The associate professor of neurology at Mayo Clinic and member of the board of directors at AHS shared her perspective on the importance of collecting more information on status migrainosus and the need to develop a better approach and definition. [WATCH TIME: 3 minutes]
WATCH TIME: 3 minutes
“There’s a lot of conversation happening, actually, at this meeting itself in terms of how we define status migrainosus. Is it different when someone has episodic migraine and then has a bout of status migrainosus? Can someone who has chronic migraine also have status migrainosus? And, do we treat that differently?”
Status migrainosus, defined by the International Classification of Headache Disorders, Third Edition, as a debilitating migraine attack lasting for more than 72 hours, has been a challenge for physicians and patients.1 There currently are no evidence-based treatment guidelines for the condition, nor any rational-driven assessments with successful treatment outcomes. Findings from a 2020 observational study by Iljazi et al in Cephalagia,1 suggest that current treatment approaches to terminating status migrainosus are not satisfactory, pointing to a critical for a refined approach to define treatment response.
On top of this lack of standardized approach, there is limited epidemiological knowledge available. At the 2022 American Headache Society (AHS) Annual Scientific Meeting, June 9-11, in Denver, Colorado, a group of investigators including Rashmi Halker Singh, MD, FAHS, FAAN, associate professor of neurology, Mayo Clinic, and member, board of directors, AHS, presented data from their attempt to add to this lack of information, using the Rochester Epidemiology Project to identify incident cases of status migrainosus in Olmsted County, Minnesota between January 1, 2012, and December 31, 2017.2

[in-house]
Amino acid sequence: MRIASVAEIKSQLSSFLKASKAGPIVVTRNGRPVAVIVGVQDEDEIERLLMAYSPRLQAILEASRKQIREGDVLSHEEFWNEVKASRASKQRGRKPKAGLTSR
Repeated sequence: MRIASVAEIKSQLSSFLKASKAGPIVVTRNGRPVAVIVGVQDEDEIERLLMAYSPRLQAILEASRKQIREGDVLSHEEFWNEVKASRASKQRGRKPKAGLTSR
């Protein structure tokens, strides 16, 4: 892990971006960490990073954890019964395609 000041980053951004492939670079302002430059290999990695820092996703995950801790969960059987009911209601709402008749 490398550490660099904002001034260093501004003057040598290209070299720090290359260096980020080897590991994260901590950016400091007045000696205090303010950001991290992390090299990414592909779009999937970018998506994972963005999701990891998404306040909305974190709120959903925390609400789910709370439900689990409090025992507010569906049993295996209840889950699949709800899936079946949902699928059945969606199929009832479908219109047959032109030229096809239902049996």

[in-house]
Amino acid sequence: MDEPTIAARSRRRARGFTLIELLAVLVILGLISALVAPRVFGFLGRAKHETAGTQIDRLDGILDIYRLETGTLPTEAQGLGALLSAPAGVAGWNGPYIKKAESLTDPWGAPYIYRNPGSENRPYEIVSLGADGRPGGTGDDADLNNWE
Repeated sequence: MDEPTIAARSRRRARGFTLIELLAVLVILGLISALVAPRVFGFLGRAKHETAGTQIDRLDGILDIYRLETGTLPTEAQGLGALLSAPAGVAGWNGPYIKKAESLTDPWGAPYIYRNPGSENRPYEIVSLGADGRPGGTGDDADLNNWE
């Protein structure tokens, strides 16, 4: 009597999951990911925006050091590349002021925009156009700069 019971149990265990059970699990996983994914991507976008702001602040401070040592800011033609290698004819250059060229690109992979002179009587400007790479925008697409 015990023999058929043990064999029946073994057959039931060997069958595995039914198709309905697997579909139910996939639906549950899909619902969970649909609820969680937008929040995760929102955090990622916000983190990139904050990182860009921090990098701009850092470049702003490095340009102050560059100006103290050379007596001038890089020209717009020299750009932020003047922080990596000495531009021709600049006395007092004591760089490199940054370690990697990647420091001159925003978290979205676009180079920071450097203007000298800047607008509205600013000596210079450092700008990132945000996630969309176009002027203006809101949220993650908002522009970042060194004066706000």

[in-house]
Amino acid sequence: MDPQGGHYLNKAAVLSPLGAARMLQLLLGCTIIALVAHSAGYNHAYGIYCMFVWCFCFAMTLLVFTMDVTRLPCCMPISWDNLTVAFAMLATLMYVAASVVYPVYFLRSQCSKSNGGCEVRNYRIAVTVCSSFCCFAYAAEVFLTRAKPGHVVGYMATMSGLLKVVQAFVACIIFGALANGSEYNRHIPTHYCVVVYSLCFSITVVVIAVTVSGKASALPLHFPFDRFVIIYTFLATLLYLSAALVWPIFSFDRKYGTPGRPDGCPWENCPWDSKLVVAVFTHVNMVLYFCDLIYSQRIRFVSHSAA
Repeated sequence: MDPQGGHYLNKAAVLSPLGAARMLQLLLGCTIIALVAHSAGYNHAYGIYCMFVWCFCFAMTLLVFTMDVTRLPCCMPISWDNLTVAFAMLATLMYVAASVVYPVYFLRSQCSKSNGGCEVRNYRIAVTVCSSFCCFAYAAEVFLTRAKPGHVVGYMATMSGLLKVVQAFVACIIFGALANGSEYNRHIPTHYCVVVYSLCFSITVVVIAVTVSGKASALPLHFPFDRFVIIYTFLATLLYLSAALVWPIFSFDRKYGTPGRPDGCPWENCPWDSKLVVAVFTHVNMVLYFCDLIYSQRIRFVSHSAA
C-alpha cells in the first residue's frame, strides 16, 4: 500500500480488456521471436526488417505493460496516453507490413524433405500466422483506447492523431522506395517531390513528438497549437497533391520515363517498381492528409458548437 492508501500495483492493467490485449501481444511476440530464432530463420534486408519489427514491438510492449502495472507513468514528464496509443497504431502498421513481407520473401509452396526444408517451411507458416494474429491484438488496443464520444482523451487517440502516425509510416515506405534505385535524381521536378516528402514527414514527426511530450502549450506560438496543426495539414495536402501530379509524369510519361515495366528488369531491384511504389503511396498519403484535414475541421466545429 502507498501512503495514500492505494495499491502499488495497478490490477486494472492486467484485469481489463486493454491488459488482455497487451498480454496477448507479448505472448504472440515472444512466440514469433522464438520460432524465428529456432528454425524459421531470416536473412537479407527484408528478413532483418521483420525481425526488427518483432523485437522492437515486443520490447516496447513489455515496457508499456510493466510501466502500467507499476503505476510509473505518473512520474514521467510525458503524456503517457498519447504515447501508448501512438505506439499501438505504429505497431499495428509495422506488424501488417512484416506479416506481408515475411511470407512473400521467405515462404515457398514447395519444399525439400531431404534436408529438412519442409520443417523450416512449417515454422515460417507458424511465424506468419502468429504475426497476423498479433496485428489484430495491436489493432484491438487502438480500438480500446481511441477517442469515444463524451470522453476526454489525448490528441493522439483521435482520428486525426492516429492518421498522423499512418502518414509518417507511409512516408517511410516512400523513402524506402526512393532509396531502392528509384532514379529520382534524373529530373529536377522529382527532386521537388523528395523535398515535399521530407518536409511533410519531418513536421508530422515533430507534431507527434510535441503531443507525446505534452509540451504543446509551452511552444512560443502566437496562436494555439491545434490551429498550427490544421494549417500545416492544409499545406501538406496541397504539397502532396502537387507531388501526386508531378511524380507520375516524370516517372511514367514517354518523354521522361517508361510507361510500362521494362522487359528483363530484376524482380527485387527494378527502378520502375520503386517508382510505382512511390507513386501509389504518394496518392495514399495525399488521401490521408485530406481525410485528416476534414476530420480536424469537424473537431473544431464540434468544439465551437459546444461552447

All told, the study identified an age- and sex-adjusted incidence rate of 26.60 per 100,000 (95% CI, 23.21-29.97). Those with status migrainosus reported a median age of 35 years (IQR, 26-47), and 88.6% (n = 210) of the individuals were women. Chronic migraine was recorded in 36.3% (n = 82) of people and aura in 35.7% (n = 76). At the time of presentation, the medication reconciliation reported involved triptan or ergotamine in 129 (55.4%) people and/or an opioid-containing analgesic in 43 (18.5%).
The median duration of attack was 5 days (IQR, 4-9), and the most frequently recorded triggers were stress (16.9%; n = 40) and too much/too little sleep (11.4%; n = 27). Recurrence occurred in 35 people (14.8%) at a median of 58 days (IQR, 23-130) following the initial attack. Notably, too much/too little sleep was associated with 12-month risk of recurrence (adjusted odds ratio, 3.59; 95% CI, 1.58-8.14; P = .0022).
To find out the clinical implications of these data and about the difficulties in treating status migrainosus, NeurologyLive® sat down with Halker Singh while on-site at AHS. She offered her perspective on the importance of collecting more information on status migrainosus and the need to develop a better approach and definition.